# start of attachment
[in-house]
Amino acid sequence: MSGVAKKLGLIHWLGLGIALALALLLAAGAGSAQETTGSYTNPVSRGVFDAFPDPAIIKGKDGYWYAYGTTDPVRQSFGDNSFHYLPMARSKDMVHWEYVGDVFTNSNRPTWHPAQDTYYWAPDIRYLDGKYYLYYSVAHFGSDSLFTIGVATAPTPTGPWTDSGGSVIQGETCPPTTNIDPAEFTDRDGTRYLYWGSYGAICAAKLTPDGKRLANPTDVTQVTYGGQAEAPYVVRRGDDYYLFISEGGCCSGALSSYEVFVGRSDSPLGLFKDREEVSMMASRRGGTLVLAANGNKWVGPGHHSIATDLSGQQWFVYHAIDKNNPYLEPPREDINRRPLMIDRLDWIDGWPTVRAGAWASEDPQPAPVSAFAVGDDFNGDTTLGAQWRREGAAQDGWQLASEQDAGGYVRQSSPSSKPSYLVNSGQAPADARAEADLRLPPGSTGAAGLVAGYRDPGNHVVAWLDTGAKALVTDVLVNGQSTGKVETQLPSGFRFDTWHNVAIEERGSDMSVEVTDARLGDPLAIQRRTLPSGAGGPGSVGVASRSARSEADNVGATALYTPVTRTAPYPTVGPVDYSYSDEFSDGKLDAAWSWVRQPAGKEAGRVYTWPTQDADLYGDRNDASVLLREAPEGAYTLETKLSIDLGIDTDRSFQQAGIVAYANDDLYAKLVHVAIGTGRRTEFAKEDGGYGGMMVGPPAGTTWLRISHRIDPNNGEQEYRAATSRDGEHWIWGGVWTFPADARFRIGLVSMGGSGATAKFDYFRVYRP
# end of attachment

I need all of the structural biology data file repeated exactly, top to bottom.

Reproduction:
[in-house]
Amino acid sequence: MSGVAKKLGLIHWLGLGIALALALLLAAGAGSAQETTGSYTNPVSRGVFDAFPDPAIIKGKDGYWYAYGTTDPVRQSFGDNSFHYLPMARSKDMVHWEYVGDVFTNSNRPTWHPAQDTYYWAPDIRYLDGKYYLYYSVAHFGSDSLFTIGVATAPTPTGPWTDSGGSVIQGETCPPTTNIDPAEFTDRDGTRYLYWGSYGAICAAKLTPDGKRLANPTDVTQVTYGGQAEAPYVVRRGDDYYLFISEGGCCSGALSSYEVFVGRSDSPLGLFKDREEVSMMASRRGGTLVLAANGNKWVGPGHHSIATDLSGQQWFVYHAIDKNNPYLEPPREDINRRPLMIDRLDWIDGWPTVRAGAWASEDPQPAPVSAFAVGDDFNGDTTLGAQWRREGAAQDGWQLASEQDAGGYVRQSSPSSKPSYLVNSGQAPADARAEADLRLPPGSTGAAGLVAGYRDPGNHVVAWLDTGAKALVTDVLVNGQSTGKVETQLPSGFRFDTWHNVAIEERGSDMSVEVTDARLGDPLAIQRRTLPSGAGGPGSVGVASRSARSEADNVGATALYTPVTRTAPYPTVGPVDYSYSDEFSDGKLDAAWSWVRQPAGKEAGRVYTWPTQDADLYGDRNDASVLLREAPEGAYTLETKLSIDLGIDTDRSFQQAGIVAYANDDLYAKLVHVAIGTGRRTEFAKEDGGYGGMMVGPPAGTTWLRISHRIDPNNGEQEYRAATSRDGEHWIWGGVWTFPADARFRIGLVSMGGSGATAKFDYFRVYRP